Verse 41 tells us what Jesus the Principal – Jesus the Judge – will say to those on his left, “Depart from me, you who are cursed, into the eternal fire prepared for the devil and his angels.”  Those who will be on the left of Jesus on Judgment Day are those who did not believe that Jesus lived and died for them. And even though many of them will try to say, “What are you talking about Jesus? When didn’t we do give you clothes or food or comfort? You weren’t even around when we were on the earth…” — Jesus will say, “When you didn’t do those simple things for the least of people, you didn’t do them for me.” In other words, you may have even done the same kinds of things as the people who believed in me, but you weren’t doing them because you believed in me – and that is why your final grade will be eternal punishment.

That is a very important reminder to all of us not to make this anniversary day a pompous day – “Look at what all of our efforts and prayers and money and volunteering have done to make our school and our church a wonderful place.” It is a wonderful place, and we thank God for all the efforts and prayers and money and volunteering that come from God’s people here, but we always want to remember not to think about all those things all that much. Just do them because of who we are – people who God says are “righteous” right now – people who God says will hear him someday say, “Come into heaven and receive your inheritance that I have been preparing for you for centuries” – people who God says have the privilege to think about others – and to treat others – in the same exact way we would think about – and treat – Jesus, if he were standing right here in front of us, because through those people Jesus is standing right here in front of us — just as we will someday have the honor of standing in front of him – absolutely thrilled to be in the principal’s office and listening to his sweet, sweet words about our final grade.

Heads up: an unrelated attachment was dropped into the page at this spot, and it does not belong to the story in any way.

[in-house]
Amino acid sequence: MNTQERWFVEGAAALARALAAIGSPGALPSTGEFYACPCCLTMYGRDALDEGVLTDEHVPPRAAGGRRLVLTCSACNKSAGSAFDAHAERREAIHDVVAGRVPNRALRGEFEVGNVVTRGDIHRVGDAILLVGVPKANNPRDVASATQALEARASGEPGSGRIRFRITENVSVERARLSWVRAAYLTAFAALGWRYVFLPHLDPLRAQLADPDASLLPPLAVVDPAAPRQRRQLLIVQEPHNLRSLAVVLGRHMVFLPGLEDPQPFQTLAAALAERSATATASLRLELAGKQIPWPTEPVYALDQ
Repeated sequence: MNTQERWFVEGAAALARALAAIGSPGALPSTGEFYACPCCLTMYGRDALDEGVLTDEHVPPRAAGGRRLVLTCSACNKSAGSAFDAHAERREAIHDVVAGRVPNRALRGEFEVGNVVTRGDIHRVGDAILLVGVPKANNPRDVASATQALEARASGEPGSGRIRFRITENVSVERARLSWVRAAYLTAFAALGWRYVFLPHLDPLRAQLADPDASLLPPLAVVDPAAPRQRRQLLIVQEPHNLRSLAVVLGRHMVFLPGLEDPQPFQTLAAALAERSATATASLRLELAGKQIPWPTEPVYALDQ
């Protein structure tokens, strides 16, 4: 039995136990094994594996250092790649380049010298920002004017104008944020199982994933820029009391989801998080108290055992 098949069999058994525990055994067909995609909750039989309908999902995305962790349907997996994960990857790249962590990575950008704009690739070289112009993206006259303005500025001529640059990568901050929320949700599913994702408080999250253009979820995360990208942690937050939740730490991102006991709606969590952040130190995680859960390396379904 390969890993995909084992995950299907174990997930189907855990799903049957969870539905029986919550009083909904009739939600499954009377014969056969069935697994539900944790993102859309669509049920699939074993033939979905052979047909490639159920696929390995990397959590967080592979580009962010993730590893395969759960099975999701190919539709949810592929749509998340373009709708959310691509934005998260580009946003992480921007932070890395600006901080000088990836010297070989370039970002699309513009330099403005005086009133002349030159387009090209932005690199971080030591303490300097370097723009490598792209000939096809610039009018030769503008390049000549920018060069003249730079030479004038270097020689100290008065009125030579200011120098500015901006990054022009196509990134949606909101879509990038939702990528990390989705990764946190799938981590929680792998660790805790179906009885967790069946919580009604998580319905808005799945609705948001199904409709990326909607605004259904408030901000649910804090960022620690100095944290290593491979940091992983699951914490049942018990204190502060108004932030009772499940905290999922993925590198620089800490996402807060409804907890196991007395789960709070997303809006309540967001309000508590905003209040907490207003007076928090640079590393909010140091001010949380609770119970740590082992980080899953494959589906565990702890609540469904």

I first met my principal right after first grade. Thirty years later I became his pastor in a different church in a different state. I have to tell you it was almost overwhelming for me to see how honored and thankful he was to hear me preach and teach God’s Word to him, and in some small way to help prepare him for where he now is — in heaven with his Lord. Who knows? Maybe some of you boys sitting here today will be a pastor to one of us some day, or maybe some of you boys and girls will someday teach the children and grandchildren of people who are sitting here today in one of our schools. It’s happened before. That would be an honor for us.

But what would most make us thankful to God and to you would be that you and all of us always show that we remember the reason we have to celebrate fifty years of sending people to the principal’s office by continuing to do that in every way possible – letting people know that Jesus is waiting for them in heaven because of what he did for them on earth, and then showing people with simple acts of kindness how thankful you are that God put them on earth with you at the very same time, because that allows you to “be Jesus” to people in whom you “see Jesus.” It will be a totally wonderfully good thing to get sent to the principal’s office for that. Amen.